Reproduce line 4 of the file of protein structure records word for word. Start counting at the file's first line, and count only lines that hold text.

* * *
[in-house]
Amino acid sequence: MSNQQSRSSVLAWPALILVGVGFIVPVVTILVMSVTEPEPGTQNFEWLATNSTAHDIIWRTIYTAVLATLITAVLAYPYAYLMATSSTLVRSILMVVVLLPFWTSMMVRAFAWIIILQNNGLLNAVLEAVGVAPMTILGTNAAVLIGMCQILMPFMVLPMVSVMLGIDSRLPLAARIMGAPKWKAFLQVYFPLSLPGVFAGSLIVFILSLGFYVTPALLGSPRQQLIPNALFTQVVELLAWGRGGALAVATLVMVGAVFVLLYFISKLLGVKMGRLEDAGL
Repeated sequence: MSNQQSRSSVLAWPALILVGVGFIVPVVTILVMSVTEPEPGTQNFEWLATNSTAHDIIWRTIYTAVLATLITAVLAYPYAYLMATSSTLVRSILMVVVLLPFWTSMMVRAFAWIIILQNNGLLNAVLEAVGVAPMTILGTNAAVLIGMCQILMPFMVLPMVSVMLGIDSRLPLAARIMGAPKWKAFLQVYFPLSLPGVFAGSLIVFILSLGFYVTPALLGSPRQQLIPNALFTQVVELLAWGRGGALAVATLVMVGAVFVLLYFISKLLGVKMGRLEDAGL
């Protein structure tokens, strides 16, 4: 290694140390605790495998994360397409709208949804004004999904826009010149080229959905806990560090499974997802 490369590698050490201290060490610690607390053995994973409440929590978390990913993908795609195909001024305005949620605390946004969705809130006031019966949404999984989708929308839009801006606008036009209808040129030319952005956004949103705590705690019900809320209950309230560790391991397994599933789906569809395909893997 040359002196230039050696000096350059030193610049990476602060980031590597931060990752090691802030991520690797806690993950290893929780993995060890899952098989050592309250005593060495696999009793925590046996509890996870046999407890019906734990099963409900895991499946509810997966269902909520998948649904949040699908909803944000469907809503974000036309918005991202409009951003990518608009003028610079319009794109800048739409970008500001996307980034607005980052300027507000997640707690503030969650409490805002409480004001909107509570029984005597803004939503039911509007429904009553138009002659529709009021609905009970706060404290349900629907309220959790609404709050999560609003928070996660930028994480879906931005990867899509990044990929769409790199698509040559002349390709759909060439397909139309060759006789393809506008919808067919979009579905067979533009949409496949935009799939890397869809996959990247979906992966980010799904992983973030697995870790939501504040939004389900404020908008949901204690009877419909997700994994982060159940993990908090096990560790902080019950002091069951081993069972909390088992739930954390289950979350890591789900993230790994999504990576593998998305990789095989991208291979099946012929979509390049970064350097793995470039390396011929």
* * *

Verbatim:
């Protein structure tokens, strides 16, 4: 290694140390605790495998994360397409709208949804004004999904826009010149080229959905806990560090499974997802 490369590698050490201290060490610690607390053995994973409440929590978390990913993908795609195909001024305005949620605390946004969705809130006031019966949404999984989708929308839009801006606008036009209808040129030319952005956004949103705590705690019900809320209950309230560790391991397994599933789906569809395909893997 040359002196230039050696000096350059030193610049990476602060980031590597931060990752090691802030991520690797806690993950290893929780993995060890899952098989050592309250005593060495696999009793925590046996509890996870046999407890019906734990099963409900895991499946509810997966269902909520998948649904949040699908909803944000469907809503974000036309918005991202409009951003990518608009003028610079319009794109800048739409970008500001996307980034607005980052300027507000997640707690503030969650409490805002409480004001909107509570029984005597803004939503039911509007429904009553138009002659529709009021609905009970706060404290349900629907309220959790609404709050999560609003928070996660930028994480879906931005990867899509990044990929769409790199698509040559002349390709759909060439397909139309060759006789393809506008919808067919979009579905067979533009949409496949935009799939890397869809996959990247979906992966980010799904992983973030697995870790939501504040939004389900404020908008949901204690009877419909997700994994982060159940993990908090096990560790902080019950002091069951081993069972909390088992739930954390289950979350890591789900993230790994999504990576593998998305990789095989991208291979099946012929979509390049970064350097793995470039390396011929």